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A new COPD therapy method: Sing to get better!

blog18
blog18
10.06.2024
Chronic obstructive pulmonary disease (COPD) is a long-term lung condition that makes it hard to breathe over time. Various treatment and therapy methods have been explored over the years. However, some researchers were led to find alternative COPD therapy methods that are effective but also easy to apply in daily life. There is one method that we believe is not an obvious one: Singing. Singing involves managing your lungs’ volume and airflow in a controlled way. While we know singing is good for many things, it was not clear how it affects people with COPD mentally, emotionally and physiologically. Now, we may have an insight on that. As singing therapy is considered a cost-effective, non-pharmacological, and community-based intervention that might help COPD patients improve their lung function, exercise capacity, and overall well-being, it was worth conducting studies regarding that.
The objective of the following study we will be discussing was to investigate the mental and psychological benefits of singing for patients with stable COPD. With the aim of achieving that, researchers conducted a systematic review and analysis of randomized controlled trials involving singing exercise as the primary intervention for COPD. They searched various databases in English and Chinese, and they assessed the quality of the included studies. The analysis involved a total of 333 patients. The result of this thoroughly conducted study indicated that singing could have a positive impact on the lives of COPD patients.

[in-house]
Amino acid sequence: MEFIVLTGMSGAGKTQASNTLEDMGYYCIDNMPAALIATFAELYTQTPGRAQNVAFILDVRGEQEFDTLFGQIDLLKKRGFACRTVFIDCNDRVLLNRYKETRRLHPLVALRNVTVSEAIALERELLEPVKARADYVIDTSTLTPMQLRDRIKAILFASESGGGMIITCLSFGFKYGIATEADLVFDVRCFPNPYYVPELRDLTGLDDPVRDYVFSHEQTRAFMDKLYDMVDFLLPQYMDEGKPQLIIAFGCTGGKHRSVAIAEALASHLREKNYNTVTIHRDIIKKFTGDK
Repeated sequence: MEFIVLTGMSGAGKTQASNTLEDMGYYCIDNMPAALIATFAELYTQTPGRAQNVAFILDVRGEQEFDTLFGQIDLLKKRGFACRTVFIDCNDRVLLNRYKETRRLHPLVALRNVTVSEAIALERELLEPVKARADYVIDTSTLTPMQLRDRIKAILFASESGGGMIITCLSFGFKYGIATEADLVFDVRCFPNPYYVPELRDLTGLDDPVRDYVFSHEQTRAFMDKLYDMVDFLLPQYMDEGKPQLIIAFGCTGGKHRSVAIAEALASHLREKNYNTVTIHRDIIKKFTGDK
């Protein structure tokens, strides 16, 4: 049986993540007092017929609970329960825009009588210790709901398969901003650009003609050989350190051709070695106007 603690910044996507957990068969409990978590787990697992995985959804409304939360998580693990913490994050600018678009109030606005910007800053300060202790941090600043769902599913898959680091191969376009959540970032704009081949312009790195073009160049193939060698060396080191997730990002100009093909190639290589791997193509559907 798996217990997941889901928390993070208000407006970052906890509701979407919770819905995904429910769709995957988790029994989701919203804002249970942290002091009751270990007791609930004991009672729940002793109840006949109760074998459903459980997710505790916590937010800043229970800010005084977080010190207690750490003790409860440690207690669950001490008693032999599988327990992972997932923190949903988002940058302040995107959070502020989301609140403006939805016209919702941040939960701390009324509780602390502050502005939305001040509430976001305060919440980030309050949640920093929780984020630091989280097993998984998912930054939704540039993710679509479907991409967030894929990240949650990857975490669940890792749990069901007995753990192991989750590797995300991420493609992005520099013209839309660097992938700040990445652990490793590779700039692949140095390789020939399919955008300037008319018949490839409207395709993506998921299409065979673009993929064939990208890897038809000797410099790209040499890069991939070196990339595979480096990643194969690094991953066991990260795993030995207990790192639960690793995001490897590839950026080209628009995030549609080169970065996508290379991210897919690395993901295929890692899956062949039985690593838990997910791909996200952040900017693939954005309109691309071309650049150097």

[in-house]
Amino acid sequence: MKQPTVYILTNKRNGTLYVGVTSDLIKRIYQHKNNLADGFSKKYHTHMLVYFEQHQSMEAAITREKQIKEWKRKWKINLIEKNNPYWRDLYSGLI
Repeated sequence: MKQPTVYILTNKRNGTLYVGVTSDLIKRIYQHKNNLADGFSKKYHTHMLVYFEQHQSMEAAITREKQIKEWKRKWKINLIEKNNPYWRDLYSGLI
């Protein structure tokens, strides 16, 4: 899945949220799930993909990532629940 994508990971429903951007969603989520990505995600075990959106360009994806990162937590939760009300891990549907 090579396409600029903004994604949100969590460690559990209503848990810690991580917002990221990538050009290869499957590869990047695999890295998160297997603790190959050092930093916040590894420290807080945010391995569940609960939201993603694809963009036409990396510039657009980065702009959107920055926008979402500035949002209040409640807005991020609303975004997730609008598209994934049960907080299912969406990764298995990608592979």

It was revealed that singing was beneficial in terms of the physical component of their quality of life, as it significantly improved lung function: COPD patients that engaged in singing therapy showed improvements in their lung capacity and the strength of their respiratory muscles. The mentioned benefits are crucial for individuals with COPD, as these individuals’ daily life is mainly dependent on and restricted by these conditions. The acceptance and completion rates of the singing therapy were promising, with a 75% completion rate, although the dropout rate was around 22%. Another good news is that there were no adverse events or negative side effects reported during the therapy. Based on this study we can say that singing can be a valuable therapy for COPD patients by increasing their lung function, however it has limited effects on their mental well-being and exercise capability.
In conclusion, it has been found that a non-traditional, non-pharmacological and cost-effective approach, such as singing, can be implemented as an alternative therapy method for COPD patients- as it can enhance the quality of life and lung function of individuals with COPD. Further research with larger sample sizes is necessary to better understand the full range of benefits that singing can offer to COPD patients.
As Breathment, we too are searching for ways to improve the lives of COPD patients and providing a cost effective and accessible form of therapy. We provide our patients with exercises to gain control of their COPD symptoms. These exercises are designed to perform from home, which makes it easier to integrate them in daily life- just as singing! Book your first online therapy to find out more about our approach to respiratory care and about the Breathment Therapy App for free.